03. February 2009 · 8 comments · Categories: Uncategorized · Tags: , , ,

For you South Park fans out there, this image came up while I was Google Image searching something else and thought it was awesome!

“What were you searching for?”

Well, it’s funny you asked. As a stray blog topic, I was going to discuss the art/science of the military pilot call sign.

[Wagging her finger] Don’t pretend you don’t know what I’m talking about. You’ve all seen Top Gun! Maverick? Goose? Here, let me refresh your memory…

I’ve met two pilots here named “Tim [something]” and apparently they’re young enough to get the call sign “Timmay!” Exclamation point and everything. In other words, an officer who came into the service after about 2000, when Timmay! was first introduced on South Park.

Between meeting a couple of “Timmay!”s and dozens of other fighter/bomber pilots with the work I’m doing here, it got me thinking about these pilots and their call signs.

Working among this is new to me. You can read a bit about the Air Force call sign tradition here. I spent most of my aviation-weather-forecasting years among Army pilots, who don’t use call signs as much. I’ve never had to do weather work for fighter pilots before. Apparently they’re the ones who go by call signs. You ask a tanker or cargo pilot his call sign and he looks all confused at you. I’m now in a unit that’s run by call-signed pilots, and that’s the jargon around here.

“Hey, Squatter wants to know whether you’re changing the number of planes Claw can use for Cheetah’s missions”.

These call-signed pilots tend to assume that everyone around them has call signs.

“So, Major Vollmer, what’s YOUR call sign?”

Ummmm…..no? At most, I was called “WEATHER!” All caps and everything, and that was usually from someone angry with a bad forecast. I know some weather officers who did get theirs by working with fighter pilots early in their careers.

How do the pilots get their call signs? Sometimes it’s obvious…a guy with a big nose will get tagged “Nose”. And it sticks for the rest of his career. Sometimes it seems random. I know so many “Fang”s, “Snake”s and “Sparky”s from throughout my career. I believe they get named at a big Officer’s Club party during pilot training. It might be formal…but to be honest, I don’t know.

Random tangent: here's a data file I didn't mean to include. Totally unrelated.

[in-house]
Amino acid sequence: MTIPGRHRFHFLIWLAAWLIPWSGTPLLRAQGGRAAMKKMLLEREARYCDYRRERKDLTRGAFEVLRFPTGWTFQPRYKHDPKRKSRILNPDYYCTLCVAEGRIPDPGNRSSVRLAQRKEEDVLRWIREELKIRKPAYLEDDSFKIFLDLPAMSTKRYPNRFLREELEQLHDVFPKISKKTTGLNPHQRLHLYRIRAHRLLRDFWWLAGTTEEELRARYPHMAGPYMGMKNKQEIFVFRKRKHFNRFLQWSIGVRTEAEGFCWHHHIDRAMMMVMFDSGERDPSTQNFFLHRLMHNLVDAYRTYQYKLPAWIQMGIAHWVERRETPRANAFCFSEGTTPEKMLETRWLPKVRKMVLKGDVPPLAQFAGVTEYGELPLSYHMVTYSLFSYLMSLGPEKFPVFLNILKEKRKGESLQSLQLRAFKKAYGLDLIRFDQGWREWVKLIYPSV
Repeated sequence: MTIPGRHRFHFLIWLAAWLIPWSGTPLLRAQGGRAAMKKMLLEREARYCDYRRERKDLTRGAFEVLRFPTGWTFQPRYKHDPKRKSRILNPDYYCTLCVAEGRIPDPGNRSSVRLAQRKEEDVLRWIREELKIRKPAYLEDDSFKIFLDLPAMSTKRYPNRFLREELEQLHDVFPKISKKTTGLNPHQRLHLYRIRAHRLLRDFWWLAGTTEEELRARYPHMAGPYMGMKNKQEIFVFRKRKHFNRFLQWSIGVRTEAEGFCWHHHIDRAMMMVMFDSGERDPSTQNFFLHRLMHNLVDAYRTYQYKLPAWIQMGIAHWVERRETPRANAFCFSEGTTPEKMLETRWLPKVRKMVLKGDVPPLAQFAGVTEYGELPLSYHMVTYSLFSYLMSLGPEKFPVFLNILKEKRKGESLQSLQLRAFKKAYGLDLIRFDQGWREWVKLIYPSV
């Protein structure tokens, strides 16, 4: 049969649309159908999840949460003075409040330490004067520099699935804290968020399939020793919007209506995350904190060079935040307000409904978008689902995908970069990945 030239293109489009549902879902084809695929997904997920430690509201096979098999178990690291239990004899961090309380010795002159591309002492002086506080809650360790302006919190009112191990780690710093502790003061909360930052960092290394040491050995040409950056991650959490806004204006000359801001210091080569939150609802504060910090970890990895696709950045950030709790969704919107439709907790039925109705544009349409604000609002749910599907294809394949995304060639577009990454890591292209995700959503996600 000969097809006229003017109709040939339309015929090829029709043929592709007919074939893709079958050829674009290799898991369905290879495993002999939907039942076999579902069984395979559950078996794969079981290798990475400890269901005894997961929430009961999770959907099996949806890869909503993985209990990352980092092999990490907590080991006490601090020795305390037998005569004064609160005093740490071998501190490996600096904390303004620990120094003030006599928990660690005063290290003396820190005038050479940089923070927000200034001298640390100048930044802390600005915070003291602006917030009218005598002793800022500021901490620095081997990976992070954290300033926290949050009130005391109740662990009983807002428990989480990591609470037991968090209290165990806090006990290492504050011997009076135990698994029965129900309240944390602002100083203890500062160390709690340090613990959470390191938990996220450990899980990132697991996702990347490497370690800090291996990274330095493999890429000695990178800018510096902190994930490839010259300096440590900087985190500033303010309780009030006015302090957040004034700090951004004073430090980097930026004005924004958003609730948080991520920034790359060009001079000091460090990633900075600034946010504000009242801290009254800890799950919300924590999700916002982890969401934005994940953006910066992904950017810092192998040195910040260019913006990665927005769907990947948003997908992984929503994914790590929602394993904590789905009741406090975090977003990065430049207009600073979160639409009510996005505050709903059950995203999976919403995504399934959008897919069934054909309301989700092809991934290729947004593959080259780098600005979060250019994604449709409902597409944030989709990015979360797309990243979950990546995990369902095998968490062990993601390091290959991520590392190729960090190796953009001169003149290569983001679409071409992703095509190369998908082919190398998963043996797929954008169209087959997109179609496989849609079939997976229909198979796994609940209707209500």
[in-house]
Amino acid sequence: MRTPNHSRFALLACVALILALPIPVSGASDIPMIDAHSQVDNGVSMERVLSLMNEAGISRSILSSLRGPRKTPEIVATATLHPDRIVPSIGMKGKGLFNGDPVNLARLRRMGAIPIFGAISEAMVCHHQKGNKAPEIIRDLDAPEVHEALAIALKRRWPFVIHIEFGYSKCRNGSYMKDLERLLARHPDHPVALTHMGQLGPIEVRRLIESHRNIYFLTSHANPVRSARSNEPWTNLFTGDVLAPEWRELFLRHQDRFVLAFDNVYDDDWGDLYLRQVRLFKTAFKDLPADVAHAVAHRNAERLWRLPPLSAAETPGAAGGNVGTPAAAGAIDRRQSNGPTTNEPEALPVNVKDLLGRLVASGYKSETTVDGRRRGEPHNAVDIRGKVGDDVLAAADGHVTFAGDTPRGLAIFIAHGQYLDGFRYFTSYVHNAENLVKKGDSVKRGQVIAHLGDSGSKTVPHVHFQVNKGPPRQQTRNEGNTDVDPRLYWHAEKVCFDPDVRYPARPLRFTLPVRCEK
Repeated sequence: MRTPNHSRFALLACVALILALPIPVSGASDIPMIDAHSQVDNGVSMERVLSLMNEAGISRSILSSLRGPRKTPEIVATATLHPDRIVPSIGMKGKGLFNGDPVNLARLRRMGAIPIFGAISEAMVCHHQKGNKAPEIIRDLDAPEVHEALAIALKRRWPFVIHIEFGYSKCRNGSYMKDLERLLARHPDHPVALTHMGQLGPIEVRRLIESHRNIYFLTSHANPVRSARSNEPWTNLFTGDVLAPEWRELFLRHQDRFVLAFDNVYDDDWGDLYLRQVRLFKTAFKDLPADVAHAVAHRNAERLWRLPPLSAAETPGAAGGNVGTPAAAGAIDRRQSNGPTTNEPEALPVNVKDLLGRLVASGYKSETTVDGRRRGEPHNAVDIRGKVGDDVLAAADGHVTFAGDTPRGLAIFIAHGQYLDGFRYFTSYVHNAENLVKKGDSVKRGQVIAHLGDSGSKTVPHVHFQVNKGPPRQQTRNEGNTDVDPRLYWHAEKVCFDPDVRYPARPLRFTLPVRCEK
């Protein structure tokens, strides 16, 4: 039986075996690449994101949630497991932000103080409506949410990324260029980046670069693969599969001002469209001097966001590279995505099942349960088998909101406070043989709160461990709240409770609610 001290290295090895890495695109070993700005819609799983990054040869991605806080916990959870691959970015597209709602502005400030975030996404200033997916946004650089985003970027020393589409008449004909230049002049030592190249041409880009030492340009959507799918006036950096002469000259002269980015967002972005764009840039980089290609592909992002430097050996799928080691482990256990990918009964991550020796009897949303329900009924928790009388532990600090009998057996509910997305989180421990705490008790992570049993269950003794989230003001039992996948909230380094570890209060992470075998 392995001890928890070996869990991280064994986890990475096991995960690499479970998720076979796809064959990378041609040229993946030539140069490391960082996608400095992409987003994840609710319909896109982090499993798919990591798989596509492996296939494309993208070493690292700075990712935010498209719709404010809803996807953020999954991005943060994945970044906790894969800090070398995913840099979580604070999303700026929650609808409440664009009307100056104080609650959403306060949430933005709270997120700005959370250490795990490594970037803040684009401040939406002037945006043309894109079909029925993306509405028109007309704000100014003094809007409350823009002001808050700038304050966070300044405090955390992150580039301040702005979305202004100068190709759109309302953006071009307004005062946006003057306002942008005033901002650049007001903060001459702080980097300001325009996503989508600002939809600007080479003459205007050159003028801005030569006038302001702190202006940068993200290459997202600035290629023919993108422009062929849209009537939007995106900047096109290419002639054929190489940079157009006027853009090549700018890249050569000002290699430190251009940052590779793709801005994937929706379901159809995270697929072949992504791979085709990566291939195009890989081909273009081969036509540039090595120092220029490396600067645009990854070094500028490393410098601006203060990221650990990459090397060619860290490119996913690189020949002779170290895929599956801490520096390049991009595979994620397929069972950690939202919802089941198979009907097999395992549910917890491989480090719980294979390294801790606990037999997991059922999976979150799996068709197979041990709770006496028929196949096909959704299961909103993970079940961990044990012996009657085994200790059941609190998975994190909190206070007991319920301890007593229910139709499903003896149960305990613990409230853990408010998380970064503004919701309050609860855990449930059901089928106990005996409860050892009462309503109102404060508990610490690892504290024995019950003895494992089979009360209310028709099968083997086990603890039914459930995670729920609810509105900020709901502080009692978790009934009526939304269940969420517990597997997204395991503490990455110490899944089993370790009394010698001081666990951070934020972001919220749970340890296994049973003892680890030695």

We have a Marine pilot named Farquaad here, you know…from Shrek. He’s short (5′ 7″) and his face seemed to be shaped like the Shrek character, with the square protruding chin. Really. If you didn’t say anything, you wouldn’t notice, but once I heard our chief scream “FAHRQUAAD!” across the room to this guy the first time, I had to stop and laugh.

Our former Chief of Staff of the Air Force, General T. Michael Moseley, went by “Buzz” his entire career. (Note: that was among his peers and other fighter pilots…*I* would never get to call him “Buzz”). Since our current CSAF has a cargo pilot background, he allegedly doesn’t have a call sign.

Last week I took pictures of some of my colleagues at our social tent last week and I wanted to e-mail copies of the pictures to the subjects themselves. So here I am at my laptop, ready to fill in the “To:” block and I realize I’m stuck.

How do I send pictures out to “Runt”, “Stork”, “Trojan”, “Snake” and “Atlas”? That’s how these fighter/bomber pilots do everything at work — I really truly did not know these guys’ first or last names for my first 3 1/2 weeks here! I had to ask this week, “What’s so-and-so’s real name so I can e-mail him this picture?”

So there you go — hopefully Farquaad doesn’t see that I was talking about him on here. At least you won’t know his real name so I’ve protected the innocent, right?

Ok, workout time!